Considerations When Using Plastic Gears

Engineers and designers can’t view plastic material gears as just metal gears cast in thermoplastic. They must pay attention to special issues and considerations unique to plastic material gears. Actually, plastic gear style requires attention to details which have no effect on metallic gears, such as for example heat build-up from hysteresis.

The basic difference in design philosophy between metal and plastic gears is that metal gear design is based on the strength of an individual tooth, while plastic-gear design recognizes load sharing between teeth. Quite simply, plastic teeth deflect even more under load and pass on the load over more teeth. Generally in most applications, load-sharing escalates the load-bearing capacity of plastic material gears. And, because of this, the allowable stress for a specified number-of-cycles-to-failure increases as tooth size deceased to a pitch around 48. Little increase is seen above a 48 pitch due to size effects and additional issues.

In general, the following step-by-step procedure will create an excellent thermoplastic gear:

Determine the application’s boundary conditions, such as temp, load, velocity, space, and environment.
Examine the short-term material properties to determine if the original performance levels are sufficient for the application.
Review the plastic’s long-term house retention in the specified environment to determine if the performance levels will be preserved for the life of the part.
Calculate the stress amounts caused by the various loads and speeds using the physical property data.
Compare the calculated values with allowable strain levels, then redesign if had a need to provide an sufficient safety factor.
Plastic gears fail for many of the same reasons metal types do, including wear, scoring, plastic flow, pitting, fracture, and fatigue. The reason for these failures is also essentially the same.

One’s teeth of a loaded rotating gear are subject to stresses at the root of the tooth and at the contact surface area. If the gear is certainly lubricated, the bending tension is the most important parameter. Non-lubricated gears, on the other hand, may wear out before a tooth fails. Therefore, contact stress is the prime factor in the design of the gears. Plastic gears usually have a full fillet radius at the tooth root. Therefore, they aren’t as susceptible to stress concentrations as metal gears.

Bending-stress data for engineering thermoplastics is based on fatigue tests work at specific pitch-collection velocities. Therefore, a velocity factor ought to be found in the pitch line when velocity exceeds the check speed. Continuous lubrication can increase the allowable stress by a factor of at least 1.5. As with bending stress the calculation of surface contact stress takes a number of correction elements.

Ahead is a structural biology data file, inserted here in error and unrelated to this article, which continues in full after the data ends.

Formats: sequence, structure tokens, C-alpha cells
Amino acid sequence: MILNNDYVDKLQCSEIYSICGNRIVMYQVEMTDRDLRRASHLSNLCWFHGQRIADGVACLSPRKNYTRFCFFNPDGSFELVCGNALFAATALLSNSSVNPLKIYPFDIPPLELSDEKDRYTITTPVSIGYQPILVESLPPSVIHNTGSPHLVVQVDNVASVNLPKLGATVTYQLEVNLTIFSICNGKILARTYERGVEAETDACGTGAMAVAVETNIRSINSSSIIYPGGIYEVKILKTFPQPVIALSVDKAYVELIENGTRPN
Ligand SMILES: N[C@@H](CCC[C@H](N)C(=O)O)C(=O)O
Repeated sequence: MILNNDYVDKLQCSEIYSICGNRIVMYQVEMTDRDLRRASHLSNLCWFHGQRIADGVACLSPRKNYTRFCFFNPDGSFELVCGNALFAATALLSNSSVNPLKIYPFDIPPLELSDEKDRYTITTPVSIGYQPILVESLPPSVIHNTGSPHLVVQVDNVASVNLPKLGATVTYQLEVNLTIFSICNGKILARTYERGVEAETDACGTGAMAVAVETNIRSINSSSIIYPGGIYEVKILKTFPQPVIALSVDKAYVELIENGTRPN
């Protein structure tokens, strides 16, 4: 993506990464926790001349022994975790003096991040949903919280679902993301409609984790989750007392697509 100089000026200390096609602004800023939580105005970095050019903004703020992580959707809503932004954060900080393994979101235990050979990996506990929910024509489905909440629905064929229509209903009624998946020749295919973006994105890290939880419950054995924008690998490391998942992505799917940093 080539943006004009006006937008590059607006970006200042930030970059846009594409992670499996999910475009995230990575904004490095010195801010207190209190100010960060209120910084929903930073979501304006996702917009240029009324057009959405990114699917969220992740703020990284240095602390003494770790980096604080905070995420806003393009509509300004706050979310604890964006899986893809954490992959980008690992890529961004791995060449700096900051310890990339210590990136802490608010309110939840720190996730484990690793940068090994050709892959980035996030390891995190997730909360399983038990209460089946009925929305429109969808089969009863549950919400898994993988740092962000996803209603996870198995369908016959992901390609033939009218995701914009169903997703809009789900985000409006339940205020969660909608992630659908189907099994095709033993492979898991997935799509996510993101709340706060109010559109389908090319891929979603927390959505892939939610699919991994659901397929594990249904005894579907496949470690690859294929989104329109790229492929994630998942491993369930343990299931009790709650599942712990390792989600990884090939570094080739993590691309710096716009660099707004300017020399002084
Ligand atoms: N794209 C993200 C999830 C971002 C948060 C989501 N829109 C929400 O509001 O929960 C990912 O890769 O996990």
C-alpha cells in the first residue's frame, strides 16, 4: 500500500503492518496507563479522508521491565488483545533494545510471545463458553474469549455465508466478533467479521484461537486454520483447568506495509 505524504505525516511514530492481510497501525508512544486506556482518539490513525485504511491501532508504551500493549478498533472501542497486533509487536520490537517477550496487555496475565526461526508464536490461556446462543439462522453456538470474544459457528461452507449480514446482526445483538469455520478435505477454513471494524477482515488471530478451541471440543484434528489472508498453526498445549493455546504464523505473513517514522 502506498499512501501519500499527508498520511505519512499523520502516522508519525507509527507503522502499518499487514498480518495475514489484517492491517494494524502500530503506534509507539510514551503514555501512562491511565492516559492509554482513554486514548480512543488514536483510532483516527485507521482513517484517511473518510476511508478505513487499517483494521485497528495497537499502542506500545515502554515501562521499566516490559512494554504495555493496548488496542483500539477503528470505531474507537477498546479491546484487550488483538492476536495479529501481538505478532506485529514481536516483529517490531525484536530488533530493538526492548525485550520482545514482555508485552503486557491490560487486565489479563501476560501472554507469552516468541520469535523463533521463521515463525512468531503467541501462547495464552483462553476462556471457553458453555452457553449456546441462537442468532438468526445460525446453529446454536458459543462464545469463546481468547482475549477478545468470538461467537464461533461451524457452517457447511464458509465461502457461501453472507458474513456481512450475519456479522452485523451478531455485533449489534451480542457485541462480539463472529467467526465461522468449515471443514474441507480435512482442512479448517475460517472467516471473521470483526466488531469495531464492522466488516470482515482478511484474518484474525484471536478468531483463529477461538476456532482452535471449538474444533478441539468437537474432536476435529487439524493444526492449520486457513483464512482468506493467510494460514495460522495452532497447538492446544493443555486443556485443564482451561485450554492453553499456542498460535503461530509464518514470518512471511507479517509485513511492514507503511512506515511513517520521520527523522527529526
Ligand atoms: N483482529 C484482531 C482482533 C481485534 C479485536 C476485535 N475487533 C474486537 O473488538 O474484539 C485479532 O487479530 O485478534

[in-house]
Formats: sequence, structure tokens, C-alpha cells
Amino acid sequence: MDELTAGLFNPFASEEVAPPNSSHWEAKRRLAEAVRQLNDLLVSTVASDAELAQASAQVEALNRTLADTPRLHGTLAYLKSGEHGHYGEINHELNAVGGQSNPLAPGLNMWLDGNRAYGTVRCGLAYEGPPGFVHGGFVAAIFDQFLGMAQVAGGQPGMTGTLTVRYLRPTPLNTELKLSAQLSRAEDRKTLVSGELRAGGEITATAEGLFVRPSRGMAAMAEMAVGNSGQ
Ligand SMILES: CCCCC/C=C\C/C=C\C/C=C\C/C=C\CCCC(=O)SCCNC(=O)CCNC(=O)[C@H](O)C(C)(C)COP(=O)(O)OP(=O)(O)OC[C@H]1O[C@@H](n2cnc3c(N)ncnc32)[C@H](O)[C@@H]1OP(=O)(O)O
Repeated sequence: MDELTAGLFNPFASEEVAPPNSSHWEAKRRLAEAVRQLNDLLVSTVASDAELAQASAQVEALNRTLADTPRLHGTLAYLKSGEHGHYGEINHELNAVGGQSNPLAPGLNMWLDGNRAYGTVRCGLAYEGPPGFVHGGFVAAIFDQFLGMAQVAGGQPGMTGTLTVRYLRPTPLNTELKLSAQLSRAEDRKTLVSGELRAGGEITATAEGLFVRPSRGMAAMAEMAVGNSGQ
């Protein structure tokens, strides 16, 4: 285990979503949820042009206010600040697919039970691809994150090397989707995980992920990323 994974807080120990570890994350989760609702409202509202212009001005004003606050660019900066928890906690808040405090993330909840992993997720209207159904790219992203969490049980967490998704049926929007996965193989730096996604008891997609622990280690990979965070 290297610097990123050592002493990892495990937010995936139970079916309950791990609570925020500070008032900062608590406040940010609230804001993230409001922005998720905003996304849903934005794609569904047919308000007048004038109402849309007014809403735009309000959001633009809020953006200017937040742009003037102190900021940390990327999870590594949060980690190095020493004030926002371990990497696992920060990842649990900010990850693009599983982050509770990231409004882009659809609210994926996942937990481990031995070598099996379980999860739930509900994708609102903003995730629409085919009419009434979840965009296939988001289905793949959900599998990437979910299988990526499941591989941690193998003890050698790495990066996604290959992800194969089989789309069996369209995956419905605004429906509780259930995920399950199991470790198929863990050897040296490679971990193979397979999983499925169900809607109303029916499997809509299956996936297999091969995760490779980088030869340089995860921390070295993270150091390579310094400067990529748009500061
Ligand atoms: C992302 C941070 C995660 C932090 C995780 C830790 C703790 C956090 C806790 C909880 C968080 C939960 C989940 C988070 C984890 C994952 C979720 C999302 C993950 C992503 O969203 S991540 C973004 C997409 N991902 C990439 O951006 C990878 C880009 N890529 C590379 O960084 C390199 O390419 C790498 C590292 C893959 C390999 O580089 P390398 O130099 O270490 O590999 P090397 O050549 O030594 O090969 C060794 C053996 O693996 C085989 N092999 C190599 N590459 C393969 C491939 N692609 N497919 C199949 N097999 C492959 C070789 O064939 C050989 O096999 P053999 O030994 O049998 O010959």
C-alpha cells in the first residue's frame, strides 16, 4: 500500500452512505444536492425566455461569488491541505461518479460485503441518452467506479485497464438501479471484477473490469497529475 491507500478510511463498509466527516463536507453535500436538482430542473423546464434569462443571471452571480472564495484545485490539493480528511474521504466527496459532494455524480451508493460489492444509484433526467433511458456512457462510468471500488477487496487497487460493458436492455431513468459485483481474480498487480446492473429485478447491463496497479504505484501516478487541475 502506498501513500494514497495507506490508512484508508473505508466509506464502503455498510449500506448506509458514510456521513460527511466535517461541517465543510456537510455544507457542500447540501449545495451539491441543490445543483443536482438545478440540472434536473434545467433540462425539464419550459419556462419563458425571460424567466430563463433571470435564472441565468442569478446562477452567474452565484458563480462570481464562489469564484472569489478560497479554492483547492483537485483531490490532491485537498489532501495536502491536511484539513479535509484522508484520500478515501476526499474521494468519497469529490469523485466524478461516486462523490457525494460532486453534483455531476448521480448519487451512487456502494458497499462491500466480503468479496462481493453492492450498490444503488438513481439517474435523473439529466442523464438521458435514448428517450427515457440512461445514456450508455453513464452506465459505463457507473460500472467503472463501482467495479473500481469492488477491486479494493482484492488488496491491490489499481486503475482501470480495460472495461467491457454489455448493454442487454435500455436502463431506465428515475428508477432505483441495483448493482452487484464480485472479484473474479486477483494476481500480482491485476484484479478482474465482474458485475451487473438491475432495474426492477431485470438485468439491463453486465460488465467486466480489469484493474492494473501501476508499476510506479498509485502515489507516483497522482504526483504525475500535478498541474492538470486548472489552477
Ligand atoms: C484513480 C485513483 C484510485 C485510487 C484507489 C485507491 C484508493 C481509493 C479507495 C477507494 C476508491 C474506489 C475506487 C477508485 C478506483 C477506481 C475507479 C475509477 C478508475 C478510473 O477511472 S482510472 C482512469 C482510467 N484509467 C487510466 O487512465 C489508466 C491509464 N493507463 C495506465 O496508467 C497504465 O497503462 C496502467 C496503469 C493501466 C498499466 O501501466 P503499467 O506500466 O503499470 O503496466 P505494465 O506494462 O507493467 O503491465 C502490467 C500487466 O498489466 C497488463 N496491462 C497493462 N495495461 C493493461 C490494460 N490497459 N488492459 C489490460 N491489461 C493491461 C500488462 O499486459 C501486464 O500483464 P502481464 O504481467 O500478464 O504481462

For example, a velocity element can be used when the pitch-collection velocity exceeds the check velocity. In addition, a factor can be used to account for changes in operating temp, gear materials, and pressure angle. Stall torque is another factor in the design of thermoplastic gears. Often gears are at the mercy of a stall torque that is substantially higher than the standard loading torque. If plastic material gears are operate at high speeds, they become vulnerable to hysteresis heating which may get so serious that the gears melt.

There are several methods to reducing this kind of heating. The preferred way is to lessen the peak tension by increasing tooth-root region available for the required torque transmission. Another strategy is to lessen stress in the teeth by increasing the apparatus diameter.

Using stiffer components, a material that exhibits less hysteresis, can also lengthen the operational existence of plastic gears. To increase a plastic’s stiffness, the crystallinity levels of crystalline plastics such as for example acetal and nylon can be increased by processing techniques that increase the plastic’s stiffness by 25 to 50%.

The most effective method of improving stiffness is by using fillers, especially glass fiber. Adding glass fibers increases stiffness by 500% to at least one 1,000%. Using fillers does have a drawback, though. Unfilled plastics have exhaustion endurances an purchase of magnitude higher than those of metals; adding fillers reduces this benefit. So engineers who wish to use fillers should look at the trade-off between fatigue lifestyle and minimal warmth buildup.

Fillers, however, do provide another Worm Gearbox advantage in the power of plastic gears to resist hysteresis failing. Fillers can increase heat conductivity. This helps remove heat from the peak stress region at the base of the gear teeth and helps dissipate temperature. Heat removal is the additional controllable general factor that can improve level of resistance to hysteresis failure.

The encompassing medium, whether air or liquid, has a substantial effect on cooling prices in plastic gears. If a liquid such as an oil bath surrounds a gear instead of air, temperature transfer from the apparatus to the natural oils is usually 10 times that of the heat transfer from a plastic gear to surroundings. Agitating the oil or air also enhances heat transfer by one factor of 10. If the cooling medium-again, air flow or oil-is cooled by a high temperature exchanger or through style, heat transfer increases a lot more.


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